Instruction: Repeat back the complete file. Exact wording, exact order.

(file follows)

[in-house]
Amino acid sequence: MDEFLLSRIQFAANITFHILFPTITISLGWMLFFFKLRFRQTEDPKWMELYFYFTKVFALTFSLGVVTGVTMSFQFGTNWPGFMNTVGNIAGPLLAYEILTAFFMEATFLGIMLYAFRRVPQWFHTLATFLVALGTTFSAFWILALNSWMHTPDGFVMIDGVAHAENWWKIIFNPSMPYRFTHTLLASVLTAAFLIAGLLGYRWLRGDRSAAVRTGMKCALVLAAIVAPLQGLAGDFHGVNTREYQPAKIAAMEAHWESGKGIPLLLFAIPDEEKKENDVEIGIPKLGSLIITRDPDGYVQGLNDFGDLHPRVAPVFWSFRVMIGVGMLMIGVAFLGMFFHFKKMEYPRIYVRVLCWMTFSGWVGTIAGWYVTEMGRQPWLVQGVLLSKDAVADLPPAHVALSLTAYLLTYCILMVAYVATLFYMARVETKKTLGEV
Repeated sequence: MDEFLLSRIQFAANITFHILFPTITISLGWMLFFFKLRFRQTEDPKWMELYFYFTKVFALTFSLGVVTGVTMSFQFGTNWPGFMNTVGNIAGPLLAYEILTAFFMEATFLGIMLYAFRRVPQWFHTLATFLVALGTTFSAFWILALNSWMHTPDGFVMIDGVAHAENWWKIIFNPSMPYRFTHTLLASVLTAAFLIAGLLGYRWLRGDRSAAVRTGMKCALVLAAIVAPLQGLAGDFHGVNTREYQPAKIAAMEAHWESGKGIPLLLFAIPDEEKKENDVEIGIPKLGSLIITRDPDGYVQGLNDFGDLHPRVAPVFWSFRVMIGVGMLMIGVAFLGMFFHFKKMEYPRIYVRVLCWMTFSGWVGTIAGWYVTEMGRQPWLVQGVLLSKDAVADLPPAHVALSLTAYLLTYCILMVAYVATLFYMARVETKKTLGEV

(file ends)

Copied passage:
[in-house]
Amino acid sequence: MDEFLLSRIQFAANITFHILFPTITISLGWMLFFFKLRFRQTEDPKWMELYFYFTKVFALTFSLGVVTGVTMSFQFGTNWPGFMNTVGNIAGPLLAYEILTAFFMEATFLGIMLYAFRRVPQWFHTLATFLVALGTTFSAFWILALNSWMHTPDGFVMIDGVAHAENWWKIIFNPSMPYRFTHTLLASVLTAAFLIAGLLGYRWLRGDRSAAVRTGMKCALVLAAIVAPLQGLAGDFHGVNTREYQPAKIAAMEAHWESGKGIPLLLFAIPDEEKKENDVEIGIPKLGSLIITRDPDGYVQGLNDFGDLHPRVAPVFWSFRVMIGVGMLMIGVAFLGMFFHFKKMEYPRIYVRVLCWMTFSGWVGTIAGWYVTEMGRQPWLVQGVLLSKDAVADLPPAHVALSLTAYLLTYCILMVAYVATLFYMARVETKKTLGEV
Repeated sequence: MDEFLLSRIQFAANITFHILFPTITISLGWMLFFFKLRFRQTEDPKWMELYFYFTKVFALTFSLGVVTGVTMSFQFGTNWPGFMNTVGNIAGPLLAYEILTAFFMEATFLGIMLYAFRRVPQWFHTLATFLVALGTTFSAFWILALNSWMHTPDGFVMIDGVAHAENWWKIIFNPSMPYRFTHTLLASVLTAAFLIAGLLGYRWLRGDRSAAVRTGMKCALVLAAIVAPLQGLAGDFHGVNTREYQPAKIAAMEAHWESGKGIPLLLFAIPDEEKKENDVEIGIPKLGSLIITRDPDGYVQGLNDFGDLHPRVAPVFWSFRVMIGVGMLMIGVAFLGMFFHFKKMEYPRIYVRVLCWMTFSGWVGTIAGWYVTEMGRQPWLVQGVLLSKDAVADLPPAHVALSLTAYLLTYCILMVAYVATLFYMARVETKKTLGEV